Etsy Inc., an online marketplace for handmade and vintage goods, will let its sellers use outside manufacturers and hire as many employees as they need, loosening rules amid confusion over requirements.
The change will allow sellers that cultivated their businesses on Etsy to keep expanding on the site, Chief Executive Officer Chad Dickerson said in an interview. It will also permit moves that were previously forbidden, like employing people in another location or producing goods in a factory.
Etsy is home to about 1 million sellers, some of whom are struggling to keep up with demand for their products, the company said. Under the new policy, sellers will have to disclose their business relationships and apply to use manufacturing services. Etsy will try to ensure that goods sold on the site still meet its definition of “handmade.”
The perils of popularity.
17:18 // 1 year ago
It’s been almost two years since Patagonia began urging its outdoorsy customers to buy less—to sit out “Cyber Monday” and ask themselves: Do I really need a new fleece jacket or, for that matter, a state-of-the-art, 1,000-fill, dry-clean-only $700 parka and all the carbon burning that comes with it?
Not surprisingly, the corporate plea didn’t work, which is to say it worked perfectly for a burgeoning company in the business of selling $700 parkas. In 2012—which included about nine months of the “buy less” marketing—Patagonia sales increased almost one-third, to $543 million, as the company opened 14 more stores. Last year, revenue ticked up another 6 percent, to $575 million. In short, the pitch helped crank out $158 million worth of new apparel.
Raise your hand if this surprises you at all. *crickets*
20:00 // 1 year ago
There are many sections in this lengthy article that are worth reading, but this one says more about Mayer’s leadership style than anything else here:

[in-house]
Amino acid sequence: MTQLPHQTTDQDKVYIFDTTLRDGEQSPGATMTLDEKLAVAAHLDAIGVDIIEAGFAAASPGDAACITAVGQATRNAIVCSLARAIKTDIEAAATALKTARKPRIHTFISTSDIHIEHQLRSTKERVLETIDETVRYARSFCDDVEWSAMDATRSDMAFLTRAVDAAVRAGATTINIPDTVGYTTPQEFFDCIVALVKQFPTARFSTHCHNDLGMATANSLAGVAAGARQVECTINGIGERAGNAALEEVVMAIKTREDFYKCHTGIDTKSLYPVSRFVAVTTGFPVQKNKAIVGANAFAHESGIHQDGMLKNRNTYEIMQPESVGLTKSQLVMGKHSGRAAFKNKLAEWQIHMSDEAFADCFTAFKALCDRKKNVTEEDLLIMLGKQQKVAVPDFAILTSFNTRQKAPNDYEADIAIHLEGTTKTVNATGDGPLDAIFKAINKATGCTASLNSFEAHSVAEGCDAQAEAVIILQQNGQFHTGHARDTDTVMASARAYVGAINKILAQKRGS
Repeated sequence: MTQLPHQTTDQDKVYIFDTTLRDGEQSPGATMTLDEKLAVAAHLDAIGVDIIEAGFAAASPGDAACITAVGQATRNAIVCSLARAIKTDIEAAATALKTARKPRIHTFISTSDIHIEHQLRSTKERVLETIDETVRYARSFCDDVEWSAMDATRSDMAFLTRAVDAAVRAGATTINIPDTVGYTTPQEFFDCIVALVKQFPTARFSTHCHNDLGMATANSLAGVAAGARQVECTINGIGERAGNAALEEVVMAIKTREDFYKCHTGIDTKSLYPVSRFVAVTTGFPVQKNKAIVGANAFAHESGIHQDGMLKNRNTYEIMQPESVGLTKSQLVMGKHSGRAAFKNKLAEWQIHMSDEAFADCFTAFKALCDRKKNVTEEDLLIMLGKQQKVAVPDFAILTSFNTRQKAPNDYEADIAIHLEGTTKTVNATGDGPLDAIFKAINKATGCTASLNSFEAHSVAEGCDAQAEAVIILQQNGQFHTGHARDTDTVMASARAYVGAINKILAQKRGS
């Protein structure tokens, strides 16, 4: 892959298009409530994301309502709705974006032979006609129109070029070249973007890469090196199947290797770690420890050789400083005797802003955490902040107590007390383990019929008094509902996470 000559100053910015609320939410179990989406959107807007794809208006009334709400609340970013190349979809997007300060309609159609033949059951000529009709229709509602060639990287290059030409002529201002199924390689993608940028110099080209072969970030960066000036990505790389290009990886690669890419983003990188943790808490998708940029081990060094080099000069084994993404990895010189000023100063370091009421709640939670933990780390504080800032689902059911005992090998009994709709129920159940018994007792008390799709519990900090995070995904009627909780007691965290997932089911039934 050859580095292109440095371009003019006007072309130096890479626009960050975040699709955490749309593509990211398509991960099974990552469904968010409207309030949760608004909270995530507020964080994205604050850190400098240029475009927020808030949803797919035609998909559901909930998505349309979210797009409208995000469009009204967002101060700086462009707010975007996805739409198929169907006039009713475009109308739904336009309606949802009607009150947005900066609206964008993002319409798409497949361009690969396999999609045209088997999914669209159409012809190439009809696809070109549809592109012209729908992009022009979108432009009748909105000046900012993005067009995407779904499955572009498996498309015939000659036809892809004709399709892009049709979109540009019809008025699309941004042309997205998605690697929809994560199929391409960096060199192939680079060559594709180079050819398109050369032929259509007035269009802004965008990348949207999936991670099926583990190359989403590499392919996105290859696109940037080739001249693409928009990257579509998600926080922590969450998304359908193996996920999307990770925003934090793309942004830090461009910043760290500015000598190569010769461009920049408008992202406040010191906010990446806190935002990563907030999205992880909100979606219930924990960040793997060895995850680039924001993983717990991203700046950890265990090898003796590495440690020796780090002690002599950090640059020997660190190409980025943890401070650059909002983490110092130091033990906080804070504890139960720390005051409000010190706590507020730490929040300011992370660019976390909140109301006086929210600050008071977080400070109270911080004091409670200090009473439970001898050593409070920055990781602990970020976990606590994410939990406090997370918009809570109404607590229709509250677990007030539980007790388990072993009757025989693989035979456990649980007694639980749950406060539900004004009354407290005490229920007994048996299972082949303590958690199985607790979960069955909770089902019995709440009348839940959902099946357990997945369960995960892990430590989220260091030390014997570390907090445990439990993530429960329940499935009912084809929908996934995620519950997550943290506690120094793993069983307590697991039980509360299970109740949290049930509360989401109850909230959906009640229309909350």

For the 30 people sitting around the table, their first meetings with Mayer over the past month had been terrifying.
For years, Yahoo had been a place where the CEO was a distant figure who would meet with various members of his or her executive leadership team to lay out broad strategies for each function: design, technology, product, etc.
Mayer skipped all that.
“She was like ‘yeah, yeah, yeah. We’ll get to that. Let’s first get some stuff out the door that actually works,’” says a witness to those early days.
It was a level of energized scrutiny none of them were used to.
Mayer came at them with “a voracious flood of possibilities” about what the new products could look like. Her ideas were both big and small — minute even. Mayer displayed such a “profound capacity for detail,” that the leadership in the room finally set up the two transcribers so that later they could “share and dissect” all of Mayer’s ideas and decisions.
One of them remembers thinking: “Who is this woman and what is she actually saying?”
Mayer was pushing through a new redesign of the Yahoo Mail app. It was going through, fast. The team she was leading had to catch up, quick. And the focus on creating amazing products such as what’s shown here is really just the thing that nails it. It took me about an hour to read this piece, and it was worth every word. If you think Business Insider is kind of a lame site, this article may very well change your mind.
17:27 // 1 year ago